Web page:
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Every coach needs three seasons to deliver: Ashley Westwood

Ashley Westwood has a reputation to defend, that of reigning I-League champion Bengaluru FC (BFC). “Teams are desperate to beat us this time. But, we are prepared.” Mumbai FC, gaining in confidence after three back-to-back victories, is the next team lined up for the visitor.

I-League managers and coaches are in the firing line — Dempo SC’s Arthur Papas is facing the heat after a rout at the Nehru stadium in Fatorda against East Bengal, while the Kolkata side changed its coach midway through the league, replacing Armando Colaco with Eelco Schattorie.

Westwood is of the opinion that every manager needs three seasons to get the best out of his players. Refusing to comment on the management decision at Dempo and East Bengal, two glamour clubs with high expectations from star-studded sides, he reasoned: “We planned to finish midway in first season, consolidate our gains in the second and take a crack at the title in the third.”

Westwood and BFC struck gold from their first attempt, lifting the I-League title on debut in 2014. Papas took charge of a high-profile Goan team after working with a young group at Pailan Arrows. Colaco called the shots at Dempo for a long time as secretary-cum-coach, building a powerful squad which dominated the I-League and Indian football for a long time, before taking up the East Bengal coaching offer.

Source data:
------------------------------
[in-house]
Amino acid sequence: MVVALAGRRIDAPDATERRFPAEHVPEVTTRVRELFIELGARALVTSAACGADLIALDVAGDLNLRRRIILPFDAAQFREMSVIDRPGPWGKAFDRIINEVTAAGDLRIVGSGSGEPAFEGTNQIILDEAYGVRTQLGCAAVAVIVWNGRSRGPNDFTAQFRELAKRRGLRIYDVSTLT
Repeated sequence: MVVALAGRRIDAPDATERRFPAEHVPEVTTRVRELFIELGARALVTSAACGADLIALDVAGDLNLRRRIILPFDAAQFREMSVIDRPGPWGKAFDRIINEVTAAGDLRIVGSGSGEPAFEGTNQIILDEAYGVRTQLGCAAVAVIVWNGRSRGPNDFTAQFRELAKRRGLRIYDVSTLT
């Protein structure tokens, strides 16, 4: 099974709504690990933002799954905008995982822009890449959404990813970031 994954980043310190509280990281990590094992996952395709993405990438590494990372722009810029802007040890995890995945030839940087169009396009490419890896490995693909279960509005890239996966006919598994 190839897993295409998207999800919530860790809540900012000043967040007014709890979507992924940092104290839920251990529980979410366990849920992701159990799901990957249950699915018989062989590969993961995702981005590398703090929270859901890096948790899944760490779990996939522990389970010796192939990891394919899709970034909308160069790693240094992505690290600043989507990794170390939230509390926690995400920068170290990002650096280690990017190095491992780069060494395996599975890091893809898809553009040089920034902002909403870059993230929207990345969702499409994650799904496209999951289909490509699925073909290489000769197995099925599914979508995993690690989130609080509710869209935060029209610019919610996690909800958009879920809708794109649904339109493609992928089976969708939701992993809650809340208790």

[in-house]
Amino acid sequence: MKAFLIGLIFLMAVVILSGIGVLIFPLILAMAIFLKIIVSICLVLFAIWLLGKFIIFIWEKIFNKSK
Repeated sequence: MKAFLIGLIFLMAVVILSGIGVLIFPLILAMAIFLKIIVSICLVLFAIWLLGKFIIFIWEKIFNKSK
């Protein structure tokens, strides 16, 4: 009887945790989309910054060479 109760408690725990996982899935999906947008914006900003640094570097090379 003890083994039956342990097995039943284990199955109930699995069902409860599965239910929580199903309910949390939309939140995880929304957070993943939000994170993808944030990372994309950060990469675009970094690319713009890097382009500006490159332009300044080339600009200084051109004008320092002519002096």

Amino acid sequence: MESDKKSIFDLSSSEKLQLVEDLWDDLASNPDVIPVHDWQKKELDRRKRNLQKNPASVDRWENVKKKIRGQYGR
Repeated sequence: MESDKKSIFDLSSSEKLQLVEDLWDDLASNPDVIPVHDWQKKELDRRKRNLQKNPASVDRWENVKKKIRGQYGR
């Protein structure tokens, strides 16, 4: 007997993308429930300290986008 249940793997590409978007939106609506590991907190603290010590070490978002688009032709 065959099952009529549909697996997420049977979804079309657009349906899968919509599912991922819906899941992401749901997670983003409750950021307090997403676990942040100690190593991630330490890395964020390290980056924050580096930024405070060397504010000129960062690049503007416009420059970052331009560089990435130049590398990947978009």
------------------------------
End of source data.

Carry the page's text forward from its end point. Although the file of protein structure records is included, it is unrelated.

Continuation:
Westwood is now viewed as a trend-setter in Indian football coaching, after moulding BFC into a successful squad capable of destroying defences with its attacking play. He was among the names discussed for the role of national team head coach, before the AIFF technical committee decided to bring back Stephen Constantine.

The defending champion lies third in the standings, with three defeats in eight matches creating a feeling among its opponents that BFC is beatable. “We have faced a difficult time in away games. Mumbai FC is a tough rival at home (Cooperage stadium),” said Westwood. “It has good players, and is scoring goals from throw-ins and set pieces.”

Physical game

Mumbai is known to throw skilful players off their rhythm with a physical game, as Royal Wahingdoh realised the hard way at the Cooperage. “We know what to expect, and have the players to respond,” noted Westwood, describing counterpart Khalid Jamil as a capable coach.

“Jamil assembled a good bunch and is getting them to play well. As long as he focuses on football, it is okay with me,” said the BFC coach, known as a hard taskmaster, laying down the law on everything from players’ diet to preparation to matchplay.

Hopefully, his success in season two will convince I-League managements elsewhere about the value of patience and professionalism when dealing with coaching staff.


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